My review will reflect my biases and what I like to study.  That can’t be helped, otherwise an exegetical review of this book would take ten pages.  This book is a Christological masterpiece.  I learned more from the chapters on Christology than I did in my week-long seminary class on Christology.  I agree with Carl Trueman, this book is both doctrinal and devotional.

Christological Supralapsarianism

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In regard to the end, Goodwin viewed mankind as unfallen in His election of human beings, but fallen in His decrees as the means to that end” (155).

“Means” — what Christ, as redeemer of God’s elect, performed for his people.  It has reference to Christ’s redemptive work, which presupposes a fall.

Key point: “whether God’s decree regarding both the end and the means was pitched ‘either wholly upon man considered in the mass of creability [potential human beings] afore the Fall, or wholly upon the mass of mankind considered and viewed first as fallen into sin” (Jones, quoting Goodwin 156).

The decree to elect falls under a twofold consideration: a) regarding the end, the fall was not a necessity…but an impediment; b) the decree to elect may be understood also with respect to man fallen, which God foresaw, as the means.

Election has reference to the end.  Here God decrees to give men eternal life without consideration of the fall.  But when we look at predestination, we view man as fallen.  Predestination involves the means to the end.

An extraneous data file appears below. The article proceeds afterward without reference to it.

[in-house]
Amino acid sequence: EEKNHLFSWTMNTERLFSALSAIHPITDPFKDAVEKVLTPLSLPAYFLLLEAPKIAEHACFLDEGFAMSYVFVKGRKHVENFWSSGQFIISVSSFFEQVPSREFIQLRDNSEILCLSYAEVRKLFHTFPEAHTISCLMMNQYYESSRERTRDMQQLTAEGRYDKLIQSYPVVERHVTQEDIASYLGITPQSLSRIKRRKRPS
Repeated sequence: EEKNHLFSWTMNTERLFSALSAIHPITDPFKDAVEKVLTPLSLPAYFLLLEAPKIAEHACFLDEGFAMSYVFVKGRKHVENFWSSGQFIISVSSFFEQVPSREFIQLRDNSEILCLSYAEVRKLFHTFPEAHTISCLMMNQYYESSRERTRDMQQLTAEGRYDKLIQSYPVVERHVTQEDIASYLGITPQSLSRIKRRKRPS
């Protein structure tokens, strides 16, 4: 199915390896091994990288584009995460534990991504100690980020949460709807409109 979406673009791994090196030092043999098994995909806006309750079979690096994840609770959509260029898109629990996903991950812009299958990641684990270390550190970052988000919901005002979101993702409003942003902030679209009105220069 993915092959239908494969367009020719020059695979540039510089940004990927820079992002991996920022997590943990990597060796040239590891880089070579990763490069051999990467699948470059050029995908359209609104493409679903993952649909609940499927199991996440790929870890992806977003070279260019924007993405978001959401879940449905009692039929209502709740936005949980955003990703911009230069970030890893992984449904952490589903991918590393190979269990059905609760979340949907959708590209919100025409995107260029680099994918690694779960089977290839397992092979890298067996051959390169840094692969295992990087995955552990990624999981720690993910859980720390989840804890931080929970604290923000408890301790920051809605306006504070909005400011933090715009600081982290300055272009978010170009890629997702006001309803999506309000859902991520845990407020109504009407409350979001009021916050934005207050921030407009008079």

Covenants

While some have noted concern on the section of the Covenant of Works, the section on the Covenant of Redemption is fantastic. Differences between Covenant of Grace and Covenant of Redemption

(1) CoR sprang from grace in both parties (Father and Christ), whereas the CoG sprang from grace only from the Father.
(2) Though both are everlasting, only the CoR is eternal.
(3) The parties in the CoR are equal; the parties in CoG (and CoW) are not.
(4) The parties differ in both covenants.
(5) There is no mediator in the CoR
(6) The promises of the New Covenant (such as a new heart and forgiveness of sins) cannot be applied to Christ.
(7) Christ was not threatened in the CoR, whereas those in the CoG are (Heb. 2.3; 1 Cor. 16.22).
(8) The conditions in each covenant differ.
(9) The CoR did not require man’s consent.

Taken from Patrick Gillespie, Ark of the Covenant Opened, 113-117, quoted in Beeke and Jones, 254.

On Coming to Christ

The chapter on preparationism, while correct in rebutting the “Calvin vs. Calvinists/Preparationists” thesis, didn’t quite address the reality of those covenant children  who hear the covenant promises from earliest days and trust in the Christ of these promises, yet don’t appear to go through the preparationist stages.